Are you Socially innovative?

Learning about Social Innovation


I was asked this question today in class and I was unsure how to answer. Have I been part of an innovative process? Maybe. Have I applied socially conscious techniques to problem solving? Maybe.

Social Innovation is the buzz phrase that has all the non profit leaders and funders and governments (at least in Canada) forking out millions of dollars into. However, what is this concept that people refer to?

Today, I embarked on an interesting free fall into graduate studies — Masters in Philanthropy & Non Profit Management at Carleton University, Ottawa, ON, Canada. This program attracted me, because of its attempt to bridge the academic and theoretical approach to the non profit work that I have been involved in for many years. The first elective/course I have taken in this program is Social Innovation, with Course Director Omar Ramroop.

This course (the first of its kinds)is a hybrid course, which included fairly intensive (yet enjoyable) pre-readings, which brought to light and overview of Social Innovation and its development, Systems thinking, Complexity Theory (?) , and the Ontario Strategy for Social Innovation. So clearly, I read all these things and entered into a combination of excitement and confusion all at the same time. The in class experience is very participatory and brings together a wide variety of experiences. Additionally, we are being treated to visitors/guest speakers who have a wealth of experience in the corporate, governmental, non profit and community experience.

Day 1's Sage: Dr. Jack Muskat- Leadership Professor, Schulich School of Business

Key Takeaways from Day 1

  1. No one really knows what Social Innovation is.
  2. Can you teach innovation, entrepreneurship or leadership?
  3. Social Innovation is a truly elitist concept, and the jargon is not easily transferable and inherently discriminatory. We continue to remind ourselves that Social Innovation may be a newer term, but is not a new concept and has been happening in many parts of the world without the term attached to it.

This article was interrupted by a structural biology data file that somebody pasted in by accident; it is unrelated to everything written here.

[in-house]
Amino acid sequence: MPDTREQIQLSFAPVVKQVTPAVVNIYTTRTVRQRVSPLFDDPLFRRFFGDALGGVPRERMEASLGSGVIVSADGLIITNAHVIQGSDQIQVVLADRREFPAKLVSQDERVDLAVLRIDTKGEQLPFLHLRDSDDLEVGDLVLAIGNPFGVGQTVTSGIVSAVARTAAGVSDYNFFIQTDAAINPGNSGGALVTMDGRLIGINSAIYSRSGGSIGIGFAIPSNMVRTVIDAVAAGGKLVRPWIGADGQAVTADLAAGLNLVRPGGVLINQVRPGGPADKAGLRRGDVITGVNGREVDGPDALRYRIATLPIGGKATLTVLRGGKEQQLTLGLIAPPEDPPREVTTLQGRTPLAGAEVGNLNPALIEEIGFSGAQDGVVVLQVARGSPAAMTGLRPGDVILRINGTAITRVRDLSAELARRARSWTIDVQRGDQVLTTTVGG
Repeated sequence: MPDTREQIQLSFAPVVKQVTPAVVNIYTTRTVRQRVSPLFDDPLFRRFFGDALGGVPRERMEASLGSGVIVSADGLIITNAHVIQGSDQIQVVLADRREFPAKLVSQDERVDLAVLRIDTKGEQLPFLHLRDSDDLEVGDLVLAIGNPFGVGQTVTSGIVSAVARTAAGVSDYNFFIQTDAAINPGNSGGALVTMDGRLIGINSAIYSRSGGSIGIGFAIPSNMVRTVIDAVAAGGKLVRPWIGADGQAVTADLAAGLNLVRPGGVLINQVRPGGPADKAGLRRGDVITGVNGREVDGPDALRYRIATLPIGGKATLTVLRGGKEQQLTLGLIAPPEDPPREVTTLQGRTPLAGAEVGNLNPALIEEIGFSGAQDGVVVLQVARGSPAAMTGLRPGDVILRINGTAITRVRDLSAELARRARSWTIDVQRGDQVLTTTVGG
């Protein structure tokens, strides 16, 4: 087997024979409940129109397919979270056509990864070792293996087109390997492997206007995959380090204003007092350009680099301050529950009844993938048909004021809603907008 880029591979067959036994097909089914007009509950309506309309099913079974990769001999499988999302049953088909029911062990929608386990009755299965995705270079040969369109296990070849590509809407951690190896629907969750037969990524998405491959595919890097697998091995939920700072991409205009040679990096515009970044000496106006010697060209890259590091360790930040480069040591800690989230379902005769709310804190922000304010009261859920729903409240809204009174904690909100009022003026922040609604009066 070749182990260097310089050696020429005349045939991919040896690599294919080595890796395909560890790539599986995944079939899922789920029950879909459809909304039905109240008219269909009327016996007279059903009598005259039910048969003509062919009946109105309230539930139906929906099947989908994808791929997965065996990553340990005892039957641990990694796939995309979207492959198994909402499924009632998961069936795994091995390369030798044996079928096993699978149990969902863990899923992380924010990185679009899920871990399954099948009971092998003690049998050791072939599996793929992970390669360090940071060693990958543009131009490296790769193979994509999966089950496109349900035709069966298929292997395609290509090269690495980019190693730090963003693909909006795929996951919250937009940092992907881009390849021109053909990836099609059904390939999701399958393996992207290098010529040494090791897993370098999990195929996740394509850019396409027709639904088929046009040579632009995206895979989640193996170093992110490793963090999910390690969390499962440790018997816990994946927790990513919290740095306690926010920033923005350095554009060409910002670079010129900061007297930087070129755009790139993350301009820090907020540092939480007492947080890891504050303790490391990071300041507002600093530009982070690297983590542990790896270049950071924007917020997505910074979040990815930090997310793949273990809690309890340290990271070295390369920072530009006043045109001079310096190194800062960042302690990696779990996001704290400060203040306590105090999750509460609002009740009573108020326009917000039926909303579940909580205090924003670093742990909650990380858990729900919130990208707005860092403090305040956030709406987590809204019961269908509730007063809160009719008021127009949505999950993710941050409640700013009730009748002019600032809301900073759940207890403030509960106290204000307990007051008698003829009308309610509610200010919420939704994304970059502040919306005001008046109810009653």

4. There is a misconception in social good work that you have to “Bleed to Lead”, this means be willing to make personal, financial and structural sacrifices. This is also an inherently privileged position to take.
  5. One of the challenges of dealing with Social Innovation is “legislating morality” and the challenges are creating structures around altruistic work.
  6. Its new, hip and cool to start a non profit organization, but should this practice be celebrated?
  7. There is constant mention of “Tri-Sector” approach to innovation. The “Tri-Sector” includes government(public sector), private sector and nonprofit sector. I do believe this simplified approach negates the true indepth collaborative user-centric approach that Social Innovation claims to use.
  8. How does leadership work in the Social Innovation space? We spoke of the importance of leaders and more so , followers, but to truly look at the right kind of “leadership” within a social innovation space is challenging.

It was a very thought provoking day, and I look forward to learning more, and continuing to reflect, and maybe get more academic as the week progresses. It is a rare privilege that one is granted the time and space to discuss these issues and be exposed to a plethora of different experiences and perspectives in the same room.

Great Resources (that aren’t secret)

Standford Social Innovation Review

SiG Knowledge Hub

Show your support

Clapping shows how much you appreciated Tamaisha’s story.